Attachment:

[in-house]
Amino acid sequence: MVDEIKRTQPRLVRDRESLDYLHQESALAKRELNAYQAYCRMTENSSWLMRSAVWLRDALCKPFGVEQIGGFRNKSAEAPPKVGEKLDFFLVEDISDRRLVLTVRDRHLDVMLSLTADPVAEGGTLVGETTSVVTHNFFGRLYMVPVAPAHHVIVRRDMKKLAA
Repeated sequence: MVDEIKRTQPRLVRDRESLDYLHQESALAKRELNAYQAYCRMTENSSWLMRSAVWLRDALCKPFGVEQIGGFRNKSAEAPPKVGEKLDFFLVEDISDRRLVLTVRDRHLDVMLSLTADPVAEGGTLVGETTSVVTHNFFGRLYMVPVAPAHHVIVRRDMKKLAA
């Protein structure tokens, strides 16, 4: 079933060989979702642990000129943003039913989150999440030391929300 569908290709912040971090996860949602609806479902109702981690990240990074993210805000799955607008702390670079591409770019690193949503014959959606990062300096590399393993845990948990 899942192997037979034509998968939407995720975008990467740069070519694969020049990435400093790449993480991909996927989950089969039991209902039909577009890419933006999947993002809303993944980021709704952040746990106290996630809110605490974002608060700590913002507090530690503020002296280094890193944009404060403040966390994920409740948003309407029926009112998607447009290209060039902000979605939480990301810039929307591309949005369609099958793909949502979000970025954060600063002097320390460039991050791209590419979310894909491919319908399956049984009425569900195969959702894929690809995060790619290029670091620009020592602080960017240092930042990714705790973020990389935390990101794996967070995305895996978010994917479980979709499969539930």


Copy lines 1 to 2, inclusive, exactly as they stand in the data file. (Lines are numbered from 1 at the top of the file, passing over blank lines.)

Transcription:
[in-house]
Amino acid sequence: MVDEIKRTQPRLVRDRESLDYLHQESALAKRELNAYQAYCRMTENSSWLMRSAVWLRDALCKPFGVEQIGGFRNKSAEAPPKVGEKLDFFLVEDISDRRLVLTVRDRHLDVMLSLTADPVAEGGTLVGETTSVVTHNFFGRLYMVPVAPAHHVIVRRDMKKLAA